I am using ubuntu 14.04 with linux kernel 3.13.0-37-generic . I know that the latest stable release of the kernel is 3.17.01 and want to test it.

Can I test it on my system without blowing away my current ubuntu ?
Specifically, I thought of replacing the kernel file in /boot folder with my compiled kernel file of 3.17.01 kernel and change the corrosponding grub entries, is this the correct way to do so ?

Is there any chance, that some applications might not work correctly with the new kernel ?

  • 1
    Sure, you can have multiple kernels (provided they are packaged as binary packages) installed side by side. That should be no problem. Bear in mind that you can build your own binary kernel package for any release. Applications are usually not sensitive to the kernel version unless they interface directly with the kernel, and even then, not much. Oct 17 '14 at 8:57
  • You may want to generate also a init ramdisk for your kernel.
    – lgeorget
    Oct 17 '14 at 8:58

If you use the same compilation options as Ubuntu, and you also install the corresponding modules, and you regenerate the initramfs, this will work. Get Ubuntu's configuration file, put it in the kernel compilation directory, and run make oldconfig.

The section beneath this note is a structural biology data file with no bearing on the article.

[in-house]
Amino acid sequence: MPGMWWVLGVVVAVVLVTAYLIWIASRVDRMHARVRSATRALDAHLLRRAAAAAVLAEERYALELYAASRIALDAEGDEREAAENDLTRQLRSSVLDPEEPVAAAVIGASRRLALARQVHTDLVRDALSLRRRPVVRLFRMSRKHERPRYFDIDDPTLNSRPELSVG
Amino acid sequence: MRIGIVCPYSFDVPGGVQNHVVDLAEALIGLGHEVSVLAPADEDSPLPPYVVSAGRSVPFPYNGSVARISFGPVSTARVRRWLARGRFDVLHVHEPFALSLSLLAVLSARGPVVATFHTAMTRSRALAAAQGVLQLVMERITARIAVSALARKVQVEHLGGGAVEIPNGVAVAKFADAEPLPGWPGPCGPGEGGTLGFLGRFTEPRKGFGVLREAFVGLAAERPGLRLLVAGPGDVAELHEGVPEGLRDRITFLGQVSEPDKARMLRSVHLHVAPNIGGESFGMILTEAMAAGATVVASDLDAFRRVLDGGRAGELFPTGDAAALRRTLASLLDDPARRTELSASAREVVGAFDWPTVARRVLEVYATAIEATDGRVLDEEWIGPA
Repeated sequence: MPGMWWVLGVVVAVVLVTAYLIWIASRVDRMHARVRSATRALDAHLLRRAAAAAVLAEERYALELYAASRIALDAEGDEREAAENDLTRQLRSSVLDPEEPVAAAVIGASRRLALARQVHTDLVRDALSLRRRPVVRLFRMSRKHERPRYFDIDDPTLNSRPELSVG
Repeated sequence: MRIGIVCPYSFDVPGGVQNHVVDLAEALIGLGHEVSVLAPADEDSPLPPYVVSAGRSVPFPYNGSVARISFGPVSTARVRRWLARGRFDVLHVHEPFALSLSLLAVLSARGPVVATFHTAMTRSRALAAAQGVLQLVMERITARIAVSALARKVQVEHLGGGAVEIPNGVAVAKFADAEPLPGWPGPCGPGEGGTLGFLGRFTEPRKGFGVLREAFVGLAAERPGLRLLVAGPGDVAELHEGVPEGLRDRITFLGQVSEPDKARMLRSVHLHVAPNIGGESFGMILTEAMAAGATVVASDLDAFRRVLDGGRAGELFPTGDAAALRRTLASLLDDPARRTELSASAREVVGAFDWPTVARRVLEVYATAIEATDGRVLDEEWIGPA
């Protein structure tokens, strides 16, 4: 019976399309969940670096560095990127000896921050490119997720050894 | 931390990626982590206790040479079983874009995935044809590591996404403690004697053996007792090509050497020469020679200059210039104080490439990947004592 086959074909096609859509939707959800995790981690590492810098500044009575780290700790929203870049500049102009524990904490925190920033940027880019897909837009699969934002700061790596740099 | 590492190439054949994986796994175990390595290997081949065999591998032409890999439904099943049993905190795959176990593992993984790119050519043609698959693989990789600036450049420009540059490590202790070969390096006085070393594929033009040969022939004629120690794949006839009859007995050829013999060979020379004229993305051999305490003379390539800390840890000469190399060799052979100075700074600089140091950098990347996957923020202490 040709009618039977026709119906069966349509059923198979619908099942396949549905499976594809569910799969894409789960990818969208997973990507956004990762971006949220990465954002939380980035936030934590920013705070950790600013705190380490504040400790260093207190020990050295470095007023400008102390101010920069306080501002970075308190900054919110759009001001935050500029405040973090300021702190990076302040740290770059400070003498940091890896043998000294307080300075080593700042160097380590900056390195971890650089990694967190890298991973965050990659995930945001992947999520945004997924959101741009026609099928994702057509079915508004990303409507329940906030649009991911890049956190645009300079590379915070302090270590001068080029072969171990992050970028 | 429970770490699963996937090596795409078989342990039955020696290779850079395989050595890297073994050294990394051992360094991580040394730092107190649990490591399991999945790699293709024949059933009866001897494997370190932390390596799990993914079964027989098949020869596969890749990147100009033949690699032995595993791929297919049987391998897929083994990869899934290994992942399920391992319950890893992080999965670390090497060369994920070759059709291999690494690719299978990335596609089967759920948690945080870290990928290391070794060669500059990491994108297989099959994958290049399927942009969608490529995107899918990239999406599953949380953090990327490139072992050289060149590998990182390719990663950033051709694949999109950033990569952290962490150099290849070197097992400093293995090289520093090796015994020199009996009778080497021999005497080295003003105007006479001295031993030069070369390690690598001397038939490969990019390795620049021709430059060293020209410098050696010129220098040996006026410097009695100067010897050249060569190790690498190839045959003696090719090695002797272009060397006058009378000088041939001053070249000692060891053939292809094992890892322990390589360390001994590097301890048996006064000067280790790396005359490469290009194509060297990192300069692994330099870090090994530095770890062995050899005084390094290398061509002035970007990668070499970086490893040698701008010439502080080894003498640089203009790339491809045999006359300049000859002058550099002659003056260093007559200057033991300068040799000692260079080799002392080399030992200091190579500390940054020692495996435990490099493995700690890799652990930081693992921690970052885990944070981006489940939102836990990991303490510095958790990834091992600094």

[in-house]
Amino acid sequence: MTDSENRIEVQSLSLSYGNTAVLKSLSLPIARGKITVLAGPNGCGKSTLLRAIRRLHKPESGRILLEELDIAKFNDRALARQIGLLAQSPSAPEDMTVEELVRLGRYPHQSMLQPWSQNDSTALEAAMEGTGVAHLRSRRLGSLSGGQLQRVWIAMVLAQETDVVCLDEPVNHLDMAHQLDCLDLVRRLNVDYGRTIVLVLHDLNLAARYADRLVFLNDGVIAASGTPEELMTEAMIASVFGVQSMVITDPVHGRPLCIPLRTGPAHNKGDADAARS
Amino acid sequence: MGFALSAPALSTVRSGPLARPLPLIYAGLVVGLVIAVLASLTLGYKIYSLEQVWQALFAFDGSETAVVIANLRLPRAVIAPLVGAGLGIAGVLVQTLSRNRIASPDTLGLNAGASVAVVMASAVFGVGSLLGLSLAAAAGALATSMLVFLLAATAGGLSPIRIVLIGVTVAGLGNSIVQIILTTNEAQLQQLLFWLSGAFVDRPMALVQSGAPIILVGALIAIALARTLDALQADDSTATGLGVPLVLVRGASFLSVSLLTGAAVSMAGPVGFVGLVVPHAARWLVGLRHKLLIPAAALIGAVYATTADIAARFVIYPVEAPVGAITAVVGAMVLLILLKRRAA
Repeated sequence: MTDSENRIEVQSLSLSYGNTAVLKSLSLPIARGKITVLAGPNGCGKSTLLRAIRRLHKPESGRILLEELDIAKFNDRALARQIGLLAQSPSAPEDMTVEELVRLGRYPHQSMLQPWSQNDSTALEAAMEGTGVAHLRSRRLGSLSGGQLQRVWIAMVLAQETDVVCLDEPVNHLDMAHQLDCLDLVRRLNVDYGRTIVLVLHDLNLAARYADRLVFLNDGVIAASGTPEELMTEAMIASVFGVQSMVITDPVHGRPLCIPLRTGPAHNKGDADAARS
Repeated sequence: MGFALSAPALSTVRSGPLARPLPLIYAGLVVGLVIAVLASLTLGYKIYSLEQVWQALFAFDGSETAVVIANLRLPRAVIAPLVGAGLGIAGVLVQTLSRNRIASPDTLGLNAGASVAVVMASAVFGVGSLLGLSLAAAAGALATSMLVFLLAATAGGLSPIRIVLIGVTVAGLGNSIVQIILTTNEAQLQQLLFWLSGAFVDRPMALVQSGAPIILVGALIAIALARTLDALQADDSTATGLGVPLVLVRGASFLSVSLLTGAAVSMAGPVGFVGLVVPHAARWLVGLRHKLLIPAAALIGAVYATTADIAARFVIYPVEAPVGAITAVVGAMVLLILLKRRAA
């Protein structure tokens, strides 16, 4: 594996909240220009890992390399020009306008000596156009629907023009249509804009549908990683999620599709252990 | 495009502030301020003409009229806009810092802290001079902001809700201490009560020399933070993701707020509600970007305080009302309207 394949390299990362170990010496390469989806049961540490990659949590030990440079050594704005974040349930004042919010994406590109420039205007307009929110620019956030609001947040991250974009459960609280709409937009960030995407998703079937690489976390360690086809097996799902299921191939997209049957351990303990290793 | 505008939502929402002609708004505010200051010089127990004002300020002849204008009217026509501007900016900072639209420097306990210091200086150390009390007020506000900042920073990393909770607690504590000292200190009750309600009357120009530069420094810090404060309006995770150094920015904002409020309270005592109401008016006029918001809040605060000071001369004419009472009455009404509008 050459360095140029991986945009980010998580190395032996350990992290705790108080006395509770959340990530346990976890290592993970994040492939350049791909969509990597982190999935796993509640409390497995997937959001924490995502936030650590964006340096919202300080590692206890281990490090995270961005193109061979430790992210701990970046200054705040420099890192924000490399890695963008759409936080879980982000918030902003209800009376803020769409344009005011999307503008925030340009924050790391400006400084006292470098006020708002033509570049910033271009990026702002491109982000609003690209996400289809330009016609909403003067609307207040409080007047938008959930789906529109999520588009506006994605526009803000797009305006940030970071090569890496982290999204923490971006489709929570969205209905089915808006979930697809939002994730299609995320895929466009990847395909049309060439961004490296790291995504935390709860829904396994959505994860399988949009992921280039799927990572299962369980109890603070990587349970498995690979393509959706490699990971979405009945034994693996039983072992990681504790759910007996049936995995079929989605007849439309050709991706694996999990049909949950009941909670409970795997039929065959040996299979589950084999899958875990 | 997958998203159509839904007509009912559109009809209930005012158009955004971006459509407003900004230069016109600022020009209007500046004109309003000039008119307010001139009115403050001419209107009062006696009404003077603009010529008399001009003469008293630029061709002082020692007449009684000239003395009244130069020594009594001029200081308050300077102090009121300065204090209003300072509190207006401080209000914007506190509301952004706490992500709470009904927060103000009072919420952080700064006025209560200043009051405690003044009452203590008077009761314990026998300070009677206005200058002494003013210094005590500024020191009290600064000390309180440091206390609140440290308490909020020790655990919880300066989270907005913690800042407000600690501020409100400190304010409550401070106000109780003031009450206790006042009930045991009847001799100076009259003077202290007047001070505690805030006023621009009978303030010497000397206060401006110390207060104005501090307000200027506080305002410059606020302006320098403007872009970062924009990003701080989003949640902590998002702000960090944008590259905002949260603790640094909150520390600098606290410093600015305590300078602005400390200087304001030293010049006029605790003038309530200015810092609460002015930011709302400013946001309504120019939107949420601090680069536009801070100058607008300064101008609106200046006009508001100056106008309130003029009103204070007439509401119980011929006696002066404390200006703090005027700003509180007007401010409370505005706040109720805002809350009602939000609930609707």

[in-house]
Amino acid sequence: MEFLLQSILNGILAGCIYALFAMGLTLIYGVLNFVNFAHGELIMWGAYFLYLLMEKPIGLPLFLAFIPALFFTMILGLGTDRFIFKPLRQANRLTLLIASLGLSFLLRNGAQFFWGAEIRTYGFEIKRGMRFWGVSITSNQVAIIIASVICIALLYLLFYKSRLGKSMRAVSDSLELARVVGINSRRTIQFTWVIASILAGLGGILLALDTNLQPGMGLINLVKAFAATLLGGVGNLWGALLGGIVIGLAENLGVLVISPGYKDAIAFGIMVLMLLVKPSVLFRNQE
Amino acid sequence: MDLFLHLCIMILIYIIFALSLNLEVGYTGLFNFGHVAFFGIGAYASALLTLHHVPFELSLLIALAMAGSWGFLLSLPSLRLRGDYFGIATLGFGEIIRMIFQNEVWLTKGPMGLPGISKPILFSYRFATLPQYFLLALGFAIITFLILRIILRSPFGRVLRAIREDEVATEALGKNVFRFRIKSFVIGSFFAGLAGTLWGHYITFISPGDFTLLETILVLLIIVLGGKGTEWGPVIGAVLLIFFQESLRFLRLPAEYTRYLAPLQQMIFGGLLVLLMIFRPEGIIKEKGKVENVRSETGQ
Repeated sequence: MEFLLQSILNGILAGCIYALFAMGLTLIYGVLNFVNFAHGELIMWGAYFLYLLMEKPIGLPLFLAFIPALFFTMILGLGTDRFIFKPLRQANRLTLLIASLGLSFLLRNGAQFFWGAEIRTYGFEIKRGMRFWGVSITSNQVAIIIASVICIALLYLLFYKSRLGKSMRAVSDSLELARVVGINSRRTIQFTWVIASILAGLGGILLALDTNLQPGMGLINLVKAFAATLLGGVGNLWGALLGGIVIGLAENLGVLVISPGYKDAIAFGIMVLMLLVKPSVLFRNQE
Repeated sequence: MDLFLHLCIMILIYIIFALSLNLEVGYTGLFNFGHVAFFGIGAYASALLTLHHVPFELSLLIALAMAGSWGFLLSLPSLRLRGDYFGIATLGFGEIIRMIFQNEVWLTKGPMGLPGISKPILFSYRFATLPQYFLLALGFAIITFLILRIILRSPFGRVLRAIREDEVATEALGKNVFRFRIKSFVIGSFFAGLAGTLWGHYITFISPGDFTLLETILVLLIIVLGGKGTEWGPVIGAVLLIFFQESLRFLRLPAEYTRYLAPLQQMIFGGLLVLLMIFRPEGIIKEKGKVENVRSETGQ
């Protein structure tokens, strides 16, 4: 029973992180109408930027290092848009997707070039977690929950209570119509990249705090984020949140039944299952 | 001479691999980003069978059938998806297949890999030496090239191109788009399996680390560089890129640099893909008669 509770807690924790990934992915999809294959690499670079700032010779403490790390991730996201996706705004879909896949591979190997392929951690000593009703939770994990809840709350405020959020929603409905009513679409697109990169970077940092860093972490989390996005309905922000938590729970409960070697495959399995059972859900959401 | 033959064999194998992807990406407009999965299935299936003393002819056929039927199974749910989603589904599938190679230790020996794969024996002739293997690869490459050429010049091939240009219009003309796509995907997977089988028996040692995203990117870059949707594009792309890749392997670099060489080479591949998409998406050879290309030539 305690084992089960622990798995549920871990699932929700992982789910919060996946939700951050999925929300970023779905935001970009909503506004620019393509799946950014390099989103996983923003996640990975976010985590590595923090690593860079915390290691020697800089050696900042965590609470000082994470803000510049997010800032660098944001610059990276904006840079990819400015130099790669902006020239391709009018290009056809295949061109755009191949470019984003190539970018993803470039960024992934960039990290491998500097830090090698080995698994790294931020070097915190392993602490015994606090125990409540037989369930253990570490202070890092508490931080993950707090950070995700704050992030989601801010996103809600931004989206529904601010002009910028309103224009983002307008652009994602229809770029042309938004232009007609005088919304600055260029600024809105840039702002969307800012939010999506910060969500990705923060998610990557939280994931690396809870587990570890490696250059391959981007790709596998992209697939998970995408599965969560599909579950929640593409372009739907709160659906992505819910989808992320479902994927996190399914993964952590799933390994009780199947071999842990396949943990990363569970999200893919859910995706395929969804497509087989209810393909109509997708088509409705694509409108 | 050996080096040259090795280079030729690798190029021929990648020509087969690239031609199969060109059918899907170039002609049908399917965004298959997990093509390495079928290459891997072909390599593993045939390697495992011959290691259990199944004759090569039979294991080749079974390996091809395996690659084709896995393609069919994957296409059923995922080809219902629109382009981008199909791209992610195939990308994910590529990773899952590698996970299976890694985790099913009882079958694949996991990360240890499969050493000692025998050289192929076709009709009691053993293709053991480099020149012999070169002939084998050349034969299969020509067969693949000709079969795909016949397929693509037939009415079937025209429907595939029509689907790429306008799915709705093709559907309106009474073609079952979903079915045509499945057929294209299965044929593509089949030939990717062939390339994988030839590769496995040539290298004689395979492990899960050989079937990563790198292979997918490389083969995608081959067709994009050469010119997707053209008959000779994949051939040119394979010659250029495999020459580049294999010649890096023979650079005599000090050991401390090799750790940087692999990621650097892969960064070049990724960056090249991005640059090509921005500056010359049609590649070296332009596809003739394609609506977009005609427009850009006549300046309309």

It would be less error-prone to Ubuntu's own compilation process. Get the kernel source package, substitute the kernel source, and compile.

If you build your own kernel with your own compilation options, there's a good chance that you'll forget some critical option or module. The kernel is broken down into lots of tiny bits so that each system can load only the bits that it needs. Run make localmodconfig to configure a kernel that includes all the currently-loaded drivers, and thus will be suitable for the machine it's compiled on (at least as long as you don't plug in a new removable peripheral, or use a new network feature, etc.).

See Configuring, compiling and installing a custom Linux kernel for a more extensive guide to configuring and compiling a kernel.

There's rarely much benefit in getting the latest and greatest kernel. It won't let you run more programs: very few programs care about recent kernel features. You should only do it if the new kernel has something you need, such as a driver for your hardware. If you just want to play, do it in a virtual machine, perhaps with a bleeding-edge distribution rather than Ubuntu.

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